Outdoor seating, day drinking, what fun! But there's still something missing.
So you want to have a drink and some food outside, do you? But civilised, like, not eating a salad off your knees in the park while ducking frisbees. You want the same treatment you get whenever you visit a city on the European mainland, where the al-fresco dining experience is taken just as seriously as the indoor one.
Whether it’s pintxos in a square in Bilbao or Aperol spritzes on a pavement in Verona, the Europeans do not mess about. Squares, courtyards, riverbanks, rooftops, pavements, even car parks – if a table and chairs will fit, a table and chairs will sit.
Drinking late is fine, but getting some decent food to soak it all up is a right pain
But what of your options here on home turf? Until recently, your best shot at a decent seat outside involved a scuffle over tables in Castlefield. There’s the odd sparse beer garden, like The Angel, with its faded plastic seats and views over fourteen lanes of traffic, and a few cramped courtyards where you can bathe in sun for about 23 minutes a day (if you scoot between chairs to chase rays). Sitting near an open window was close enough, but if you really wanted direct access to Vitamin D and a drink at the same time you had to grab a can and a patch of public green space.
But oh, the times they are a-changing. And as it so often does these days, Ancoats is leading the way.
Ever since Rudy's opened in 2015, Cutting Room Square’s had a decent enough atmosphere. Hour-long waits for tables usually led to people sprawled all over the concrete with bottles grabbed from Steph at the corner shop. Now Seven Bro7hers and Second City, as well as Rudy’s, have shoved pews outside and the square’s a solid place to hang out, even if you’re not treating it like Rudy’s waiting room.
Down at the marina, which always sounds way more swish than it actually is, Pollen are the first to throw open their doors to the new waterside development. Once they’re joined by craft beer bar Cask, Cotton Field Wharf’s going to be quite the destination, a baby version of those waterside stretches in Amsterdam or Berlin or Rome.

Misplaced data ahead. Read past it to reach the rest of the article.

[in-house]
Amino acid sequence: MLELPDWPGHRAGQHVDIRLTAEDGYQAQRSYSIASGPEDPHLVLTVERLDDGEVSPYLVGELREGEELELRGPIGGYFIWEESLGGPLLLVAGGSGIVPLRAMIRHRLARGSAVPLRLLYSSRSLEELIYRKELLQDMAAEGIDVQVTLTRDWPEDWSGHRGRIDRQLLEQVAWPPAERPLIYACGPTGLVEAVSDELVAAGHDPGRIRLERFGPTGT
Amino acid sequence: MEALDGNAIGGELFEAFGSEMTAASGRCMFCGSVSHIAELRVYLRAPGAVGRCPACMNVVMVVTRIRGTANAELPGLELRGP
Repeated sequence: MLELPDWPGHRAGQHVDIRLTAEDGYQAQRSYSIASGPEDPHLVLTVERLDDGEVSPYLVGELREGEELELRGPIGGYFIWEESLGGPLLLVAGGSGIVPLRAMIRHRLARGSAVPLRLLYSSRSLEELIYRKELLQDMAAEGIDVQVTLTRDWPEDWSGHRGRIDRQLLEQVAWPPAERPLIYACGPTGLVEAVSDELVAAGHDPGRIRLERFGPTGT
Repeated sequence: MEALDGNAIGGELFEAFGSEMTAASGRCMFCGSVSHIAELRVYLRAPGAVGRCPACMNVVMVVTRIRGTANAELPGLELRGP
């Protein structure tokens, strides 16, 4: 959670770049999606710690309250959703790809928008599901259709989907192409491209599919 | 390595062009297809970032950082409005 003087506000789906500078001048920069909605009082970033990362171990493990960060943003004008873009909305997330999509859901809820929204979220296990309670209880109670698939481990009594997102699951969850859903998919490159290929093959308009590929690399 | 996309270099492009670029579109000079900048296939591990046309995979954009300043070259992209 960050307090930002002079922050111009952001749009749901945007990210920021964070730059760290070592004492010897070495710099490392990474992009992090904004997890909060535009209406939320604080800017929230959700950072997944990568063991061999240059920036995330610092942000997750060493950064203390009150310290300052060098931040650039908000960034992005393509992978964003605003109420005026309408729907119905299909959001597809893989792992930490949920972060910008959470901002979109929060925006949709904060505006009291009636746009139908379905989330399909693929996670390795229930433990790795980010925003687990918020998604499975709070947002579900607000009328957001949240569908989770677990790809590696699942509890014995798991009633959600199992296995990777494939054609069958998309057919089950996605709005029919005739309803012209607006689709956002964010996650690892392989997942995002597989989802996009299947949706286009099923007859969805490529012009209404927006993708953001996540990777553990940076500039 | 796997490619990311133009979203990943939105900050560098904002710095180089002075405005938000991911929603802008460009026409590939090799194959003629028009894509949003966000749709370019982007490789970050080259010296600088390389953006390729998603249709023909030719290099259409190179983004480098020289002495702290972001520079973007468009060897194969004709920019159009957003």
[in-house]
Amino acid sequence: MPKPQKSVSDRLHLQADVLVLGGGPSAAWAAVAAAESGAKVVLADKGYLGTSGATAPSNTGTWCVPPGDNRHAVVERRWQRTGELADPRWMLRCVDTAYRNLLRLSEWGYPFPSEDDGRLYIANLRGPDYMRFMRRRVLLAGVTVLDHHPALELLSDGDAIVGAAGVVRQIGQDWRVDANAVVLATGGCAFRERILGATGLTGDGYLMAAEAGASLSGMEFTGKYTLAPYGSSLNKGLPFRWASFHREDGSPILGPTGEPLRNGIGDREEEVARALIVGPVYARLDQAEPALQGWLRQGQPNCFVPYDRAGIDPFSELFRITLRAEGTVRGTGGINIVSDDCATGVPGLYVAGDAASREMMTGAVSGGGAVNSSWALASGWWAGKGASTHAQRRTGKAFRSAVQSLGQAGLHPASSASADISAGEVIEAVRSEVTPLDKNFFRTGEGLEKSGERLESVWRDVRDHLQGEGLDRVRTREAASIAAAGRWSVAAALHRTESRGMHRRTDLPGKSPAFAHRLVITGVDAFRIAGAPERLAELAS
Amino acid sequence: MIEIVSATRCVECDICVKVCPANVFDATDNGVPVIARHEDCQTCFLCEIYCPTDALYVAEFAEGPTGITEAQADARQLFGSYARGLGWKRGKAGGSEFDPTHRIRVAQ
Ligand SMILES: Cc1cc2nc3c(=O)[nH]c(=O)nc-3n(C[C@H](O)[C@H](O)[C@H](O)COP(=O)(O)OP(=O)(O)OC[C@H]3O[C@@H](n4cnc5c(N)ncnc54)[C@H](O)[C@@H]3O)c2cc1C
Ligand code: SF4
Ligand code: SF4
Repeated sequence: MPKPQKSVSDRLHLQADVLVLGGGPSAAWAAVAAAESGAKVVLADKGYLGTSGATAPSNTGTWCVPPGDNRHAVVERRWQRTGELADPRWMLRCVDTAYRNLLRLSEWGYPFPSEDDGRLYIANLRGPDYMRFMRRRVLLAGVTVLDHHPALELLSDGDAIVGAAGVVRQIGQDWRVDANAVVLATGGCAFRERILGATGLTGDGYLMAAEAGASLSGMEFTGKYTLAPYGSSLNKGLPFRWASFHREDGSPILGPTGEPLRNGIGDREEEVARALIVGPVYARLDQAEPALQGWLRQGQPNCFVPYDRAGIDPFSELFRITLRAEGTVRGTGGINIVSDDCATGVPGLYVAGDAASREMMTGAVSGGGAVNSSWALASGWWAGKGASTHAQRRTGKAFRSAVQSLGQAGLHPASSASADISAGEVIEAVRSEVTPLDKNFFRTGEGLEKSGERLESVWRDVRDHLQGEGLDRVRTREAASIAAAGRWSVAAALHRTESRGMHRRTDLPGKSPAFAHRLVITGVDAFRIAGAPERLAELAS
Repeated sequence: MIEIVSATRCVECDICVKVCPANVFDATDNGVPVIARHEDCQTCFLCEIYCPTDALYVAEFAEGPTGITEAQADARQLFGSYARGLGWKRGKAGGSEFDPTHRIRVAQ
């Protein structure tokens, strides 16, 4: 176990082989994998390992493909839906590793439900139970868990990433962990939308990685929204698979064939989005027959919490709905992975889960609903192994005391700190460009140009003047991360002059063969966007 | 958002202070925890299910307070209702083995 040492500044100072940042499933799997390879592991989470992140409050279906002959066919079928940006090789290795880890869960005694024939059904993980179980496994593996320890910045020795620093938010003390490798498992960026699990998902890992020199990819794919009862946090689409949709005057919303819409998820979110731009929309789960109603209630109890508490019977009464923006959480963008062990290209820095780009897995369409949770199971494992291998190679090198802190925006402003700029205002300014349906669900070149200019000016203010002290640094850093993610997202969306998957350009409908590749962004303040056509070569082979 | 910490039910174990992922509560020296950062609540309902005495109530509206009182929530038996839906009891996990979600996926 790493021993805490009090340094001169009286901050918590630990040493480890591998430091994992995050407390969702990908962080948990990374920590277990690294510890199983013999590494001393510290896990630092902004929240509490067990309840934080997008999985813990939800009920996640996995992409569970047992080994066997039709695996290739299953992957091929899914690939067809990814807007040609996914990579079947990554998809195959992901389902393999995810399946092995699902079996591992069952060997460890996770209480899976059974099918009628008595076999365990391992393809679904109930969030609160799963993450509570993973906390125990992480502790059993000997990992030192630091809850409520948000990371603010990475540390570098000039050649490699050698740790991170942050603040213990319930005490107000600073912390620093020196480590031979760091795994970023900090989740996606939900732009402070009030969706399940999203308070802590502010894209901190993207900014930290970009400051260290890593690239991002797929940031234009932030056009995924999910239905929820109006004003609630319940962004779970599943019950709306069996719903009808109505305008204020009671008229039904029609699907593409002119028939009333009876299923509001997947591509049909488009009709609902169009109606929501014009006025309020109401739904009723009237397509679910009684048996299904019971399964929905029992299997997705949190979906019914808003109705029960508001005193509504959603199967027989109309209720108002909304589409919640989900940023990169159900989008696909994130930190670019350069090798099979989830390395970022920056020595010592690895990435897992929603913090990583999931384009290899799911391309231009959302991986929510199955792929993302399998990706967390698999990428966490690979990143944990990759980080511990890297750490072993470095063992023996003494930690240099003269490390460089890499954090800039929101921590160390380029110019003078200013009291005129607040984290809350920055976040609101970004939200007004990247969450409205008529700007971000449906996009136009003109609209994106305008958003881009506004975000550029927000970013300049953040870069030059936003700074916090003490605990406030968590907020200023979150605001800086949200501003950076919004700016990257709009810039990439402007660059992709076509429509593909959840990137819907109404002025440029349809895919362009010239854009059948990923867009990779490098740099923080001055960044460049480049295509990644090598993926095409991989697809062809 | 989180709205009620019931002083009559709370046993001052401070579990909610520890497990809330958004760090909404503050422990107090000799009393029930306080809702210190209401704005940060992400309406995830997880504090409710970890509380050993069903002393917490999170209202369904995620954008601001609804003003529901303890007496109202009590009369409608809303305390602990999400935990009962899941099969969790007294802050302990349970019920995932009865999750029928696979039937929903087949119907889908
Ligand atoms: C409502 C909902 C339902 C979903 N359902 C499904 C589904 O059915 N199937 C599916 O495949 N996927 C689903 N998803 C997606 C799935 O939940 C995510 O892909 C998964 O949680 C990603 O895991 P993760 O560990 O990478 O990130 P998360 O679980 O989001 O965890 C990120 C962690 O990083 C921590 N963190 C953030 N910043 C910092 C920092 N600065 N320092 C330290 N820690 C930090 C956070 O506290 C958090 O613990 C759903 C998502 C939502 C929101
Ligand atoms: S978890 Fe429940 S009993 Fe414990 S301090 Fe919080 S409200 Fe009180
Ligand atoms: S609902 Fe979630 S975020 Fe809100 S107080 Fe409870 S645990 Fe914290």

When you look at the new openings in the last two or three years – the Pilcrow, the renovated Corn Exchange, Impossible, 20 Stories, and, more recently, The Creameries - they strive to have the same thing in common. They open their doors and shout, “Look, everyone, we’ve got tables OUTSIDE, in the FRESH AIR, you can take your beer out there, it’s fine.”
It's leading to a nicer drinking culture, too. Instead of getting black-out drunk and making a tit of oneself, people are pacing themselves. The stimuli of being outside, where you can people/dog-watch and sit comfortably in relative nature, has slowed the drinking pace significantly. Bingeing out, sipping in.
So that’s one big thing off the tick list, but there’s still a huge barrier getting in the way of our status as a bona fide all-weather round-the-clock city like our counterparts across the channel.
It’s the complete sodding lack of late-night food. Drinking late is fine, but getting some decent food to soak it all up is a right pain. In fact, when you consult Google for late-night eating spots in Manchester, the first suggestion is Leo’s Fish Bar. You can usually find something to fill a hole in Chinatown, and there’s always Crazy Pedro’s to fall back on, but that’s about the extent of it.
There are a few admin-shaped hurdles for the city's restaurants to clear before they can serve food later than 11pm. In order to serve hot food and alcohol, they'll need a premises licence - that's an additional licence to the one you already need to operate as a food business before those hours. If you're a bar open past 11pm, it shouldn't be a problem, but you can see that the extra paperwork could deter restaurants from extending their opening hours.
When Yard & Coop opened on Edge Street though, late-night feeds were one of their selling points. Fried chicken in a brioche bun with homemade dipping sauces, served right through until midnight. Ace. But we recently wandered into Yard & Coop at about 9.45pm, only to be told that the kitchen was closed. The kitchen was… what? Turns out their midnight deep-frying was scrapped pretty quickly - just not the demand for chicken after about ten o'clock, apparently.
Why isn't there a demand though? Are we all too busy scrambling home to watch Love Island before hitting the hay at exactly 10.30pm, ready to leap out of bed at dawn the next morning to get back to work? Not everyone in Manchester is constrained by a 9-to-5 and an early bedtime, so where are our shift workers supposed to get a nice feed with their colleagues?
It explains why Crazy Pedro's is so full of hospitality workers late at night, why you'll find slices of pizza being stuffed into familiar faces from across the city, this time on the other side of the bar.
Elsewhere, late-night haunts pack the kitchens and cutlery away in favour of darker lights, louder music, and more cocktails, leaving you to pick up a portion of limp, sweaty chips in orange polystyrene on the way home.
Manchester's taken a giant step in the right direction. It's growing up, sobering up, developing a bit of a tan on its dull grey skin. It just needs to stop having it's tea before 7pm every night.